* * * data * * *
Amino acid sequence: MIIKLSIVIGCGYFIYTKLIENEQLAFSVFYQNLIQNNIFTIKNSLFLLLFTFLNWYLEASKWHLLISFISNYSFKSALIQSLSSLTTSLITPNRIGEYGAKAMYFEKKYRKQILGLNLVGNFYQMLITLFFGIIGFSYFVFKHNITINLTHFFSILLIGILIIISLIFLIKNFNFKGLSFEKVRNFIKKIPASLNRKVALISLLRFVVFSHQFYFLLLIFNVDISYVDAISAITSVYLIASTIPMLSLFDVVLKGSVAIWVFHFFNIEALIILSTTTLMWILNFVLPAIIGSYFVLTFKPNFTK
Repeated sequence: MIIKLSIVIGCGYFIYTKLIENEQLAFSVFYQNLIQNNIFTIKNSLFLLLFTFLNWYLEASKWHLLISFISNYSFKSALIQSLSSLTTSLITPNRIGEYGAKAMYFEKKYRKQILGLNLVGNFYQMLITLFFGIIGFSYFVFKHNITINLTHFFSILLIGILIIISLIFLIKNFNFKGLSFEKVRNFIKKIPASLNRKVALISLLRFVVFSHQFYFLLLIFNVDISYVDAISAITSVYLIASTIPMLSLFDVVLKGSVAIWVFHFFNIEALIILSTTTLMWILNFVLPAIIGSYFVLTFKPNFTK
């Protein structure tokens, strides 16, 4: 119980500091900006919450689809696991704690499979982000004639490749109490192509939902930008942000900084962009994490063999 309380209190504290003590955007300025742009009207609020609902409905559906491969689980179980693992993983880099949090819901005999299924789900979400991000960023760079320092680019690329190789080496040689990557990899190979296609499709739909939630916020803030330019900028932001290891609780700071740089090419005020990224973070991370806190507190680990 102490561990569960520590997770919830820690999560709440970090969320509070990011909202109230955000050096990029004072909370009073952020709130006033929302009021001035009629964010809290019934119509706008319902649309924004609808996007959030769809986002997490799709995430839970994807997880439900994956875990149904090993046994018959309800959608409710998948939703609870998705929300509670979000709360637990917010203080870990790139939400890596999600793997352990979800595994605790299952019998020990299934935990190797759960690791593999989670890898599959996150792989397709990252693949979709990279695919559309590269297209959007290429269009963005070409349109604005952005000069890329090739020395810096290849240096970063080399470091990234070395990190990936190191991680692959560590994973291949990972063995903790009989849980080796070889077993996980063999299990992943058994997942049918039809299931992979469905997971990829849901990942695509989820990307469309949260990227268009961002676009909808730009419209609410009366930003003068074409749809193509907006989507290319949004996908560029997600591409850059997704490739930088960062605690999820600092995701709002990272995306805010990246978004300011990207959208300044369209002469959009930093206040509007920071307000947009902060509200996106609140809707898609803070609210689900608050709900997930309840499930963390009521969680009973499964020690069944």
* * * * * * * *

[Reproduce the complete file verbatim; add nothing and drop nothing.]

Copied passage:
Amino acid sequence: MIIKLSIVIGCGYFIYTKLIENEQLAFSVFYQNLIQNNIFTIKNSLFLLLFTFLNWYLEASKWHLLISFISNYSFKSALIQSLSSLTTSLITPNRIGEYGAKAMYFEKKYRKQILGLNLVGNFYQMLITLFFGIIGFSYFVFKHNITINLTHFFSILLIGILIIISLIFLIKNFNFKGLSFEKVRNFIKKIPASLNRKVALISLLRFVVFSHQFYFLLLIFNVDISYVDAISAITSVYLIASTIPMLSLFDVVLKGSVAIWVFHFFNIEALIILSTTTLMWILNFVLPAIIGSYFVLTFKPNFTK
Repeated sequence: MIIKLSIVIGCGYFIYTKLIENEQLAFSVFYQNLIQNNIFTIKNSLFLLLFTFLNWYLEASKWHLLISFISNYSFKSALIQSLSSLTTSLITPNRIGEYGAKAMYFEKKYRKQILGLNLVGNFYQMLITLFFGIIGFSYFVFKHNITINLTHFFSILLIGILIIISLIFLIKNFNFKGLSFEKVRNFIKKIPASLNRKVALISLLRFVVFSHQFYFLLLIFNVDISYVDAISAITSVYLIASTIPMLSLFDVVLKGSVAIWVFHFFNIEALIILSTTTLMWILNFVLPAIIGSYFVLTFKPNFTK
């Protein structure tokens, strides 16, 4: 119980500091900006919450689809696991704690499979982000004639490749109490192509939902930008942000900084962009994490063999 309380209190504290003590955007300025742009009207609020609902409905559906491969689980179980693992993983880099949090819901005999299924789900979400991000960023760079320092680019690329190789080496040689990557990899190979296609499709739909939630916020803030330019900028932001290891609780700071740089090419005020990224973070991370806190507190680990 102490561990569960520590997770919830820690999560709440970090969320509070990011909202109230955000050096990029004072909370009073952020709130006033929302009021001035009629964010809290019934119509706008319902649309924004609808996007959030769809986002997490799709995430839970994807997880439900994956875990149904090993046994018959309800959608409710998948939703609870998705929300509670979000709360637990917010203080870990790139939400890596999600793997352990979800595994605790299952019998020990299934935990190797759960690791593999989670890898599959996150792989397709990252693949979709990279695919559309590269297209959007290429269009963005070409349109604005952005000069890329090739020395810096290849240096970063080399470091990234070395990190990936190191991680692959560590994973291949990972063995903790009989849980080796070889077993996980063999299990992943058994997942049918039809299931992979469905997971990829849901990942695509989820990307469309949260990227268009961002676009909808730009419209609410009366930003003068074409749809193509907006989507290319949004996908560029997600591409850059997704490739930088960062605690999820600092995701709002990272995306805010990246978004300011990207959208300044369209002469959009930093206040509007920071307000947009902060509200996106609140809707898609803070609210689900608050709900997930309840499930963390009521969680009973499964020690069944």